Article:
Last week, I was working on the bio section of web copy for a client. I wanted to describe the artist’s creative abandon without sounding so dramatic, so I used “creative inhibition.”

Here’s the sentence: Her creative inhibition combines her keen awareness of social groups and cultures with hand-drawn images and rich color palettes.

Problem? Inhibition does not mean the same thing as uninhibited, which is the word I was thinking.

Inhibition (noun): a feeling that makes one self-conscious and unable to act in a relaxed and natural way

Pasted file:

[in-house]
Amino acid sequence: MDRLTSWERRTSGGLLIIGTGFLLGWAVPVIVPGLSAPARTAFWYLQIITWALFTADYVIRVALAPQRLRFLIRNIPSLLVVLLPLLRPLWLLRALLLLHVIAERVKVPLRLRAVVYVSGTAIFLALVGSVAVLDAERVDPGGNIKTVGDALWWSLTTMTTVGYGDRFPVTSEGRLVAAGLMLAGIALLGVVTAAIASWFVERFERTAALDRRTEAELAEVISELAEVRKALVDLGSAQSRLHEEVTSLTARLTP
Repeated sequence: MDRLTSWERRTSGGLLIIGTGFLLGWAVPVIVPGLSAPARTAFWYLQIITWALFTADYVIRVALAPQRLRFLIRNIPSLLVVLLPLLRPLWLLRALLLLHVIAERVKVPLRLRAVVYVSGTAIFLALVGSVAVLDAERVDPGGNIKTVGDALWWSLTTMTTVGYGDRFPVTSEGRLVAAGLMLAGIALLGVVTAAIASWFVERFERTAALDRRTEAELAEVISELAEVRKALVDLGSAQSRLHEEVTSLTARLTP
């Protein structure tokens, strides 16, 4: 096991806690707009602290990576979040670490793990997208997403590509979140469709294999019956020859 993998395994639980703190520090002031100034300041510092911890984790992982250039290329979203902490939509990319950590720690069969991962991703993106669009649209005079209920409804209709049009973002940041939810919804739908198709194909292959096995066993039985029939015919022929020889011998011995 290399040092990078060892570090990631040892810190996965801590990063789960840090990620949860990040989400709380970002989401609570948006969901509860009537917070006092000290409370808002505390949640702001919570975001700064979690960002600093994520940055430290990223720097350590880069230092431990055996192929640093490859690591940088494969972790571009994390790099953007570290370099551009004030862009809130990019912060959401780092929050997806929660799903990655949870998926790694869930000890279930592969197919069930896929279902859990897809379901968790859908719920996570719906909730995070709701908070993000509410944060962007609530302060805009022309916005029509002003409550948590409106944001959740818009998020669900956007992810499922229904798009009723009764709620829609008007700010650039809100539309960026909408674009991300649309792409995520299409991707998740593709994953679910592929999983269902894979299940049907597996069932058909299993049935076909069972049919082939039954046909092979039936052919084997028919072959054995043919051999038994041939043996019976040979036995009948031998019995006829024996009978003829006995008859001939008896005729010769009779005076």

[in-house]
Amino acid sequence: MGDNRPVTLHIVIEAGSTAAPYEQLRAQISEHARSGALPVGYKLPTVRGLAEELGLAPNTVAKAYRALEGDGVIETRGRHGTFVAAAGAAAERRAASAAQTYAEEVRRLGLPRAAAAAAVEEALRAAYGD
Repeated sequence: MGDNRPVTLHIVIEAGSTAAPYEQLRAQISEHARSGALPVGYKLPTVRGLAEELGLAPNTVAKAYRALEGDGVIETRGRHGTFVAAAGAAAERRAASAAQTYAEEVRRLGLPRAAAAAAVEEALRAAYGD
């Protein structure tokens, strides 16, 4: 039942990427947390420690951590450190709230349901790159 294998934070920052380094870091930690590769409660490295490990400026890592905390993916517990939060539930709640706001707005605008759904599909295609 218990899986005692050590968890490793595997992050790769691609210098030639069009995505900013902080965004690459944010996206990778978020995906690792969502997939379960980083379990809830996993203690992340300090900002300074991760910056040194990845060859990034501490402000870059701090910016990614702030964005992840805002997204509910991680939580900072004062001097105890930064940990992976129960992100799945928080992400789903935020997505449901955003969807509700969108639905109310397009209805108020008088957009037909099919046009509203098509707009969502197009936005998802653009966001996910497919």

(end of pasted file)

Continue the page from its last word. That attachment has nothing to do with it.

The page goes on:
Uninhibited (adjective): expressing one’s feelings or thoughts unselfconsciously and without restraint

Not to mention that the words are antonyms, one is a noun, the other an adjective. So I couldn’t just swap the words. And writing “uninhibited creativity” sounds cumbersome.

Here’s the revision: Her artistry combines a keen awareness of social groups and cultures with hand-drawn images and rich color palettes.

When editing and revising, I try to stick to the motto “less is more,” thanks to a lesson learned more than 10 years ago from my old friends, Strunk & White: “Omit needless words.”

See how swapping two words for one makes all the difference?

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